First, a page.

While those in the South are recovering from crippling rainfall as a result of Hurricane Matthew, those in California are facing the worst drought on record.
While water levels are nearing all time lows on the West Coast – water conservation efforts are hitting new highs, but saving water in the largest desert city in the country isn’t easy.
It’s become a real challenge in supporting this many people in this very dense metropolitan area with limited water, said Karla Heidelberg, PhD, Director of USC Environmental Studies Department.
After another dry year, the Los Angeles river water levels are at a near record low. Scientists agree that the end of the drought is no where near in sight so the burden falls on residents and government officials to save the regions’ water.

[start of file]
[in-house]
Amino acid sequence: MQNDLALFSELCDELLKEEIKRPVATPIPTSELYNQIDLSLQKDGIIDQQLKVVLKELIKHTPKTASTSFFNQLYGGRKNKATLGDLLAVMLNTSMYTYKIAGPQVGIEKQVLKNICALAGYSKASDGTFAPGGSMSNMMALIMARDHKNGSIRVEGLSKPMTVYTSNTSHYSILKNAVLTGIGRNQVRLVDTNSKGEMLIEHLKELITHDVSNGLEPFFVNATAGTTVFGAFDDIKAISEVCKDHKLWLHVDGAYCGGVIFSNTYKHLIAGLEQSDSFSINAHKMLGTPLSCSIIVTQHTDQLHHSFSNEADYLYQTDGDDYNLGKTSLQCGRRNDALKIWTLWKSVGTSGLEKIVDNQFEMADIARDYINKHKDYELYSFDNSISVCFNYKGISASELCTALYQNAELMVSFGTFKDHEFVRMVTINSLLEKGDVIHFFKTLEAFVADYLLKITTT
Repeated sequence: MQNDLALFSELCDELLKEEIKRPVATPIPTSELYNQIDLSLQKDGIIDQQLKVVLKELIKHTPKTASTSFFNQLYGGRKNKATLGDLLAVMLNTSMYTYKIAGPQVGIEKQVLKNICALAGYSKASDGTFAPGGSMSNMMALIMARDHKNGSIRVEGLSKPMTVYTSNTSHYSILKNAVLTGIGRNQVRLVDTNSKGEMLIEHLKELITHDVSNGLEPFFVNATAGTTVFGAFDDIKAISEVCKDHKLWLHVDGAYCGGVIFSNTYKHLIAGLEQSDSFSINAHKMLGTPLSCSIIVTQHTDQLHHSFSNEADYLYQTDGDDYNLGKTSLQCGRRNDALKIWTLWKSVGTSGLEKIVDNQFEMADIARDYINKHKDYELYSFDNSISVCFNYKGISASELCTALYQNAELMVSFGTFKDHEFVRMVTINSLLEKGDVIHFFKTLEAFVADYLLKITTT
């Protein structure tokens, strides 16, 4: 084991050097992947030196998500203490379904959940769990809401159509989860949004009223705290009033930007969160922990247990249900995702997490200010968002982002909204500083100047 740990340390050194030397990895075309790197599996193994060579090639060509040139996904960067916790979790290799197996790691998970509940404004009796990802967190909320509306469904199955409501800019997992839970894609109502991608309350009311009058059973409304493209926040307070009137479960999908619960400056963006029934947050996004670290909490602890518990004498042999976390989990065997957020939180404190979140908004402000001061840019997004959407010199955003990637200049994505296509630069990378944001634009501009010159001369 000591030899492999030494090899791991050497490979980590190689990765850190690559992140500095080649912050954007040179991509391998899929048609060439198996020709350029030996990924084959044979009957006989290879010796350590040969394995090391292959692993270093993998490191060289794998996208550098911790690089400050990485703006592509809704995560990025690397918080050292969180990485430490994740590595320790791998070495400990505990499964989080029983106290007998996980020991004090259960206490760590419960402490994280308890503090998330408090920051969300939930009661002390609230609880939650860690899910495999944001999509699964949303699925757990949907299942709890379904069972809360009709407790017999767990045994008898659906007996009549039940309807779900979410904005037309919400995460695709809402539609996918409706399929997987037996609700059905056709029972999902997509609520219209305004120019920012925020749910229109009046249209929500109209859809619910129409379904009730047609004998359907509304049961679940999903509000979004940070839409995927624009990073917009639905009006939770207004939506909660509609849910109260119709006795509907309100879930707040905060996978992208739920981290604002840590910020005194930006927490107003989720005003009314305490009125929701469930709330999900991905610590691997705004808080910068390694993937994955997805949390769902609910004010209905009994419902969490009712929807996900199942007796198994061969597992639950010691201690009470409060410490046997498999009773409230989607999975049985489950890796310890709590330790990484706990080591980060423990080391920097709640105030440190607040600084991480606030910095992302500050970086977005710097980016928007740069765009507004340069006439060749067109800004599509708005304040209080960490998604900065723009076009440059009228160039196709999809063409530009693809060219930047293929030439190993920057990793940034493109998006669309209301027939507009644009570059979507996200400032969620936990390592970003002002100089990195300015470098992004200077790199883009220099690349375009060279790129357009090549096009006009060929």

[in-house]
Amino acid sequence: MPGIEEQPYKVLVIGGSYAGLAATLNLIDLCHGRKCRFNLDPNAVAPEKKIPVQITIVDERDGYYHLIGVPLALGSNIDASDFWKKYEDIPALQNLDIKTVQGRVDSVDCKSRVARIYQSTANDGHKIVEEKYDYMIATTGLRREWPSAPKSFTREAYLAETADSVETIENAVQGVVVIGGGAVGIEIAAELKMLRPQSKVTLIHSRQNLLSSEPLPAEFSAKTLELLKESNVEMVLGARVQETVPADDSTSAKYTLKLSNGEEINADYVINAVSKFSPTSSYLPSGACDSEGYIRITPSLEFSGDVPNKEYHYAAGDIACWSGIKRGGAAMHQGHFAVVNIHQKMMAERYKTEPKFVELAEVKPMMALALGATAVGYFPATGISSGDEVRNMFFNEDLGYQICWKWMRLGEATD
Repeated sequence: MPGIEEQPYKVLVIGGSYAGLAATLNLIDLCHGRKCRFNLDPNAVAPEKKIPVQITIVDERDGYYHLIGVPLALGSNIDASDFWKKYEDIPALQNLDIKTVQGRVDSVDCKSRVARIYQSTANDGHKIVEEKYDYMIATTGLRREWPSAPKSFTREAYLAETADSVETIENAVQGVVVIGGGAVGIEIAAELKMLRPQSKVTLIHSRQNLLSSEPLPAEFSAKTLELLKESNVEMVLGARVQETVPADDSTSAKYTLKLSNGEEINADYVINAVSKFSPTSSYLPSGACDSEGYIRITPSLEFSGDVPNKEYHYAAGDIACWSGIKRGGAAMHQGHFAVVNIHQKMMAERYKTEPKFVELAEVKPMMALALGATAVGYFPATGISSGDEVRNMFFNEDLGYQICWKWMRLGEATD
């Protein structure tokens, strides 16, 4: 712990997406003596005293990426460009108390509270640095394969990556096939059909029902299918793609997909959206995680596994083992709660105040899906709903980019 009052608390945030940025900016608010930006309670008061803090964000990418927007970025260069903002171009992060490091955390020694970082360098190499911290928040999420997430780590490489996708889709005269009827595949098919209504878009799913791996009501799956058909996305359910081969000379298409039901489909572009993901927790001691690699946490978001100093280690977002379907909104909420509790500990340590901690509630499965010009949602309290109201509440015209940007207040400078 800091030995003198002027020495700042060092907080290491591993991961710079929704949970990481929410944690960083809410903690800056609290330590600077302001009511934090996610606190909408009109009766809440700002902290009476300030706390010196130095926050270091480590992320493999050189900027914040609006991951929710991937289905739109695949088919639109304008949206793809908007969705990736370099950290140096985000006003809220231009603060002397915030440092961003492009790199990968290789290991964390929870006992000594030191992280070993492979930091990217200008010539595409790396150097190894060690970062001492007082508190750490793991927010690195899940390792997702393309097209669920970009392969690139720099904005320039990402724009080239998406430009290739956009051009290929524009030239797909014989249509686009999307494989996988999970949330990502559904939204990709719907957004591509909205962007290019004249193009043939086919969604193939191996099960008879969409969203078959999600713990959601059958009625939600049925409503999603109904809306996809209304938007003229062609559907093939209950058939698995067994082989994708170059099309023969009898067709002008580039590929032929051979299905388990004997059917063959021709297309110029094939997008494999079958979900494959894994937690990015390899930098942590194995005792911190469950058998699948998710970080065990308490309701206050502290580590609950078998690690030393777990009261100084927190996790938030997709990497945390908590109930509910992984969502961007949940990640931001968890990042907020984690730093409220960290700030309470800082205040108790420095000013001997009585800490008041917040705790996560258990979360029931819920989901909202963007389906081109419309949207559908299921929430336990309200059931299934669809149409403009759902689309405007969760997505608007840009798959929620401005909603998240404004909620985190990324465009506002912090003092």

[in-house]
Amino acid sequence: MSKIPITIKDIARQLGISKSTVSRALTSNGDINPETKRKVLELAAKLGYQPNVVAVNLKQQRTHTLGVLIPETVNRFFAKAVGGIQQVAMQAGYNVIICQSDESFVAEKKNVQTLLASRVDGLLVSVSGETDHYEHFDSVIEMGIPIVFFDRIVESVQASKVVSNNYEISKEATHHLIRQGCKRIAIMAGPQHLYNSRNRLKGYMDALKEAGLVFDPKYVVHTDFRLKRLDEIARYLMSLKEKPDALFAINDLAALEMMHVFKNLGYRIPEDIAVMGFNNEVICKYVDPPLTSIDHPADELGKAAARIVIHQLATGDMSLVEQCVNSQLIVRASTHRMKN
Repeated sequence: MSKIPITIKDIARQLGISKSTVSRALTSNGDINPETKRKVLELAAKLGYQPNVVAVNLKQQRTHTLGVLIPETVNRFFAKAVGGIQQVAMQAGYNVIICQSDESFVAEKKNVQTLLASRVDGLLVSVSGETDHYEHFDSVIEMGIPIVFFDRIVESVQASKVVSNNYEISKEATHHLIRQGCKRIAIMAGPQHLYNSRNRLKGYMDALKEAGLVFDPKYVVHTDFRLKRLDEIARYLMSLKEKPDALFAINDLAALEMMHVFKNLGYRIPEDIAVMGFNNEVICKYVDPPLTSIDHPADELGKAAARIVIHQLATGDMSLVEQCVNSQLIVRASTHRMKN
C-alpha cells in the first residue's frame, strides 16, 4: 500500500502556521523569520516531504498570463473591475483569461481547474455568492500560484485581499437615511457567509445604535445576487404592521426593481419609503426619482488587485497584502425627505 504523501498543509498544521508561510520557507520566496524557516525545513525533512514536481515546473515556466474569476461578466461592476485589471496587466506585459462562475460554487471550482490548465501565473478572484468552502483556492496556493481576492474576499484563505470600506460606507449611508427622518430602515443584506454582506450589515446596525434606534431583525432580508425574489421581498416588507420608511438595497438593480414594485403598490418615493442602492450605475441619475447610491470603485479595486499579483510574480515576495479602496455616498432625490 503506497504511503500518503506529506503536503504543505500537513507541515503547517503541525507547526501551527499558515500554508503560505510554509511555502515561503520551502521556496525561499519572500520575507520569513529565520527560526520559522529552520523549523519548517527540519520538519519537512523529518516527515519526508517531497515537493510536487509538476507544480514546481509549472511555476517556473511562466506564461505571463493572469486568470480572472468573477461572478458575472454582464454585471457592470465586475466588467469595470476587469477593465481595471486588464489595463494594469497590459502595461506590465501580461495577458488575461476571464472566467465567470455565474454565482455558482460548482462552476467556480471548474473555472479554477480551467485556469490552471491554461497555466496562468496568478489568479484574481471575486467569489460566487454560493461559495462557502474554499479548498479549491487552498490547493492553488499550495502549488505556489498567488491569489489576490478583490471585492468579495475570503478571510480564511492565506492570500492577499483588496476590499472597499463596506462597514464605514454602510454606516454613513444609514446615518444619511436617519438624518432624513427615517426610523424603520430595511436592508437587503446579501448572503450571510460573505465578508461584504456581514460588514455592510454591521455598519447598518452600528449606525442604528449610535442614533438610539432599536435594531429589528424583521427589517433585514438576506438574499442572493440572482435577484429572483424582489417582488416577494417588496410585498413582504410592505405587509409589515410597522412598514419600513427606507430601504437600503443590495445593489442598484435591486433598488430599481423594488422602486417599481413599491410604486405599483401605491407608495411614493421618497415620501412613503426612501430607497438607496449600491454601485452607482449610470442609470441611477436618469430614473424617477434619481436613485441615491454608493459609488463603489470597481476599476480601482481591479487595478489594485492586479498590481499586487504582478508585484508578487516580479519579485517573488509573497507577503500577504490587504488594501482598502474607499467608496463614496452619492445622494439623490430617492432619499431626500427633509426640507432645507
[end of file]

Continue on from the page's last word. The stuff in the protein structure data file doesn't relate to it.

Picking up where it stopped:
“Our needs in the LA region are to provide a package of conservation minded approaches, especially when we’re dealing with such a large urban area,” said Heidelberg.
The market is starting to catch up to that idea. New rain barrels can reclaim more than 600 gallons of stormwater a year. Businesses and Californians can save thousands of gallons yearly by replacing old sprinklers with new efficient models.
With temperatures now on the rise every year, officials are cautiously approaching their plan of action.
Mark Cowin, Director of the Department of Water explains that there is great uncertainty as to what will happen with climate change in the future so again we need to be conservative about how we expect those types of changes to take place.
For the first time in this historic 5 year-long drought, city water reserves actually saw increases in 2016. So for now, officials say conservation efforts are paying off.